Getting Out from Under
Snow may not be the only thing that’s had you buried this winter. But while warming temperatures gradually erase the reminders of this historic winter season, thanks to the housing crisis, it may be the weight of your home that has you underwater.
Until the last year or so, the term “underwater” meant nothing more to most Americans than its literal interpretation. Unfortunately, the term has become all too familiar to millions of Americans who owe more on their home than it’s worth. By some estimates, approximately one out of four homes is currently underwater.
In response, one year ago this week, the US Treasury Department introduced the Making Home Affordable (MHA) program. Designed to stabilize the housing market by encouraging lower rates and making it easier to refinance and avoid foreclosure, the program has two options to benefit borrowers.
This is the first of a two-part series focusing on each of the MHA programs—the Home Affordable Refinance Program, commonly referred to as HARP, and the Home Affordable Modification Program, or HAMP. Many of you may be turning the page at the excitement of those titles, but if you find yourself in dire need of their benefits, this information just may help to keep you in your home.
Since HARP is due to expire first (June 10, 2010), it will be the focus here. HAMP, btw, is scheduled to continue thru Dec 31.
An underwater loan may be eligible for a refinance through the Home Affordable Refinance Program, allowing qualified homeowners to refinance into a new 30, or 15, year fixed rate mortgage up to 125% of their home’s value. With a value of $300,000, this would allow a borrower owing up to $375,000 to participate.
While you can’t owe more than 125% of your home’s current value on your first or primary mortgage, you can still qualify even if your total mortgage debt including a second mortgage, home equity loan or line of credit, exceeds 125%. However, the holder of your second mortgage must agree to remain in a junior position (subordinate) to the refinanced loan for you to qualify.
Not every underwater loan, however, qualifies for HARP. If you’ve had a delinquent mortgage payment in the prior 12 months, you’re disqualified. But contrary to popular belief, you don’t have to be in financial difficulty to qualify for a HARP refinance.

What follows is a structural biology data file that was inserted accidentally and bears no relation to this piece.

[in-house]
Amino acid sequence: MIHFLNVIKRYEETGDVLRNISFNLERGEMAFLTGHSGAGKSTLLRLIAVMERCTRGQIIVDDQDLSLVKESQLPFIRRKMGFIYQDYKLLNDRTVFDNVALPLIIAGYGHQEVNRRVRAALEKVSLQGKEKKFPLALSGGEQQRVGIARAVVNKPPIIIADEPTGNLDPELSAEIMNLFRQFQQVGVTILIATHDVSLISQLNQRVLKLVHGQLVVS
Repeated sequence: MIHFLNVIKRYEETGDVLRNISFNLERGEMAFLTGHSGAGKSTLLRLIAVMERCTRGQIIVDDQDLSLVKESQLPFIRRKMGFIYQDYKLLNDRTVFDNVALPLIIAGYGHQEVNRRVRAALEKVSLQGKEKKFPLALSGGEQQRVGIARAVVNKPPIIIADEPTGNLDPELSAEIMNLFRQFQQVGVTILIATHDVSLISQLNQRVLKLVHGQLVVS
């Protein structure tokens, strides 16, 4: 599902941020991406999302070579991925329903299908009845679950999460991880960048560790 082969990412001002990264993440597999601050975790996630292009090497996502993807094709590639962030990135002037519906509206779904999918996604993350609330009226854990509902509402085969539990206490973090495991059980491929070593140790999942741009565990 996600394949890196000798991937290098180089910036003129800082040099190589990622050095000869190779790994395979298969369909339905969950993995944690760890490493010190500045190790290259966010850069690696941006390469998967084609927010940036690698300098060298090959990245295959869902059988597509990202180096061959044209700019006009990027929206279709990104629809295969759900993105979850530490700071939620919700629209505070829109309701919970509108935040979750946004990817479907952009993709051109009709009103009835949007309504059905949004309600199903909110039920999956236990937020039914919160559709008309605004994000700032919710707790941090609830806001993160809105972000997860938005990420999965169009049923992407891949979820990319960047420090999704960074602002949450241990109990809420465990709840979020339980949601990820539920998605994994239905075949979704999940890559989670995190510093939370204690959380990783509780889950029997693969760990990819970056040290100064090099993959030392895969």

Some participating lenders won’t consider homeowners for this program unless they’re experiencing financial problems, but others may be more flexible. You do NOT have to refinance with your current lender—you can use any Fannie Mae or Freddie Mac approved lender participating in the program.
In case you’ve had a late payment(s), be sure to check out the next issue because HAMP specifically targets such borrowers.
Additional HARP guidelines include:
•Conforming loan amounts only (up to $417,000).
•Current loan must be owned or guaranteed by Fannie Mae or Freddie Mac. If you don’t know, check their websites. Both have ‘look-up’ functions dedicated to this purpose.
•Current loan must have been originated prior to Jan 1, 2009.
•Must be the borrower’s primary residence. Second homes and Investment properties do not qualify.
•Must have income sufficient to support payments under the new loan.
•Credit score requirements based upon Fannie and Freddie guidelines.
•Rate and Term refinances only. Cash-out is not allowed. Only transaction costs can be wrapped into the refinanced amount.
In times like this, it’s also important to recognize scams. Foreclosure rescue scams have lured many unsuspecting borrowers and turned a bad situation worse. Beware of anyone who asks you to pay a fee in exchange for a “counseling service” or someone who tries to convince you to sign or transfer over the deed to your house.
Do not sign over the deed to your property to any organization or individual unless you’re working directly with your mortgage company to forgive your debt. Finally, never make a mortgage payment to anyone other than your mortgage company without their approval.
One year later, debating the success, or failure, of these programs falls well outside the scope of this column. Much of the current criticism surrounding them says they aren’t reaching enough of the homeowners who so desperately need assistance. And those claims, at this point, may be well founded.
By most estimates, less than 5% of those who may qualify have. The exact reasons behind this are the center of the debate. But regardless of which side of that discussion one would fall, it would be difficult to dispute that it is, at least, an important and necessary opportunity for many Americans to keep their homes
So pass the word. Sadly, you may not have to look very far.
Chris Beagle is a Senior Loan Officer at Fairway Independent Mortgage Corporation. For more information, contact Chris at 302-260-7090.